Austerity Fashion 1945-1951 : Rebuilding fashion cultures in post-war London. / Bide, Bethan.

2017. 398 p.

Research output: ThesisDoctoral Thesis

Unpublished

Standard

Austerity Fashion 1945-1951 : Rebuilding fashion cultures in post-war London. / Bide, Bethan.

2017. 398 p.

Research output: ThesisDoctoral Thesis

Harvard

Bide, B 2017, 'Austerity Fashion 1945-1951: Rebuilding fashion cultures in post-war London', Ph.D., Royal Holloway, University of London.

APA

Vancouver

Author

BibTeX

@phdthesis{ff65738adb8d40fa98c525a747e9c608,
title = "Austerity Fashion 1945-1951: Rebuilding fashion cultures in post-war London",
abstract = "This thesis considers the relationship between fashion, austerity and London in theyears 1945 to 1951—categorised by popular history as a period of austerity inBritain. London in the late 1940s is commonly remembered as a drab city in a stateof disrepair, leading fashion historians to look instead to Paris and New York forsigns of post-war energy and change. Yet, looking closer at the business of makingand selling fashion in London, it becomes clear that, behind the shortages, rubbleand government regulation, something was stirring.The main empirical section of the thesis is divided into four chapters that exploredifferent facets of London’s fashionable networks. These consider how lookingclosely at the writing, making, selling and watching of austerity fashion can help usbuild a better understanding of London fashion in the late 1940s. Together, thesechapters reveal that austerity was a driving force for dynamic processes of change—particularly in relation to how women’s ready-to-wear fashions were made and soldin the city—and that a variety of social, economic and political conditions in postwarBritain changed the way manufacturers, retailers and consumers understoodthe symbolic capital of London fashion.Placing material culture at the centre of this story and taking a ‘more-than-representational’ approach to research creates new historical perspectives andexposes the processes and networks concealed within the social and genderhierarchies of London fashion at this time. It redraws the map of the fashion city,making connections between the city-centre and suburb, West End stores and EastEnd workrooms, and national government policies and local business strategies. Inmapping these connections, the thesis reveals how this period of austerity, andLondoners’ responses to it, formed the mould that would shape London’s trajectoryas a fashion city for the rest of the twentieth century.",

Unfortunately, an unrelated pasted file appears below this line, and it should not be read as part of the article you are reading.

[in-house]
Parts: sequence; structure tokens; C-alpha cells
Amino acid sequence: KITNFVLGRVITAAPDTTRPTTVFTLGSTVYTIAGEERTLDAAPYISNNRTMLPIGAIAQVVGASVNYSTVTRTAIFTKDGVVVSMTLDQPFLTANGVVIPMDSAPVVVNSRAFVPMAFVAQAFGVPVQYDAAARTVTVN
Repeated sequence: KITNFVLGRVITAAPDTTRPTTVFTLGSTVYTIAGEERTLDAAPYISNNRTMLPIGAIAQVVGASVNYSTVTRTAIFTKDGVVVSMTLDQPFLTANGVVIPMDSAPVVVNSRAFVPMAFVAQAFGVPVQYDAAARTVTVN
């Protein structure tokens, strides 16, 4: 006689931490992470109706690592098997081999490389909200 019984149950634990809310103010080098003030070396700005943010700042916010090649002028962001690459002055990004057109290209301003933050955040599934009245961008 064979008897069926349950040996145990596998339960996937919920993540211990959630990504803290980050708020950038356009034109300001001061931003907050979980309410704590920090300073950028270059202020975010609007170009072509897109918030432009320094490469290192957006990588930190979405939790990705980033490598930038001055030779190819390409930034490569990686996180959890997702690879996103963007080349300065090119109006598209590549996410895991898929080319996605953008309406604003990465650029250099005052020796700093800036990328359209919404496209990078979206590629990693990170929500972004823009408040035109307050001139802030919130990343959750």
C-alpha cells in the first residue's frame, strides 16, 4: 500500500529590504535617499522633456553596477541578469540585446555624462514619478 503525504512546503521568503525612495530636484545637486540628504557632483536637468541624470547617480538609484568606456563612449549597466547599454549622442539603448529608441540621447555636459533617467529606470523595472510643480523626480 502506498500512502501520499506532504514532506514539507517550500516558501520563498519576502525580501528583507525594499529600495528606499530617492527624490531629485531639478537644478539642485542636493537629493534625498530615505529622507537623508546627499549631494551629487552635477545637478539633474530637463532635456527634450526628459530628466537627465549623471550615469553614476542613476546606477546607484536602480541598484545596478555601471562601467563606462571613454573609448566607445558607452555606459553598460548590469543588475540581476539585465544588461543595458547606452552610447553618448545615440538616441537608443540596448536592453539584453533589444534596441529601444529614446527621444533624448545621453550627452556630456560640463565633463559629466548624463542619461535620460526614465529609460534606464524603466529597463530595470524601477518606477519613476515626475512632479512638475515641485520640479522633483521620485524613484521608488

keywords = "fashion, London, austerity, 1940s, fashion cities, museum, material culture, shopping, film, garment industry",
author = "Bethan Bide",
year = "2017",
language = "English",
school = "Royal Holloway, University of London",

}

RIS

TY - THES

T1 - Austerity Fashion 1945-1951

T2 - Rebuilding fashion cultures in post-war London

AU - Bide, Bethan

PY - 2017

Y1 - 2017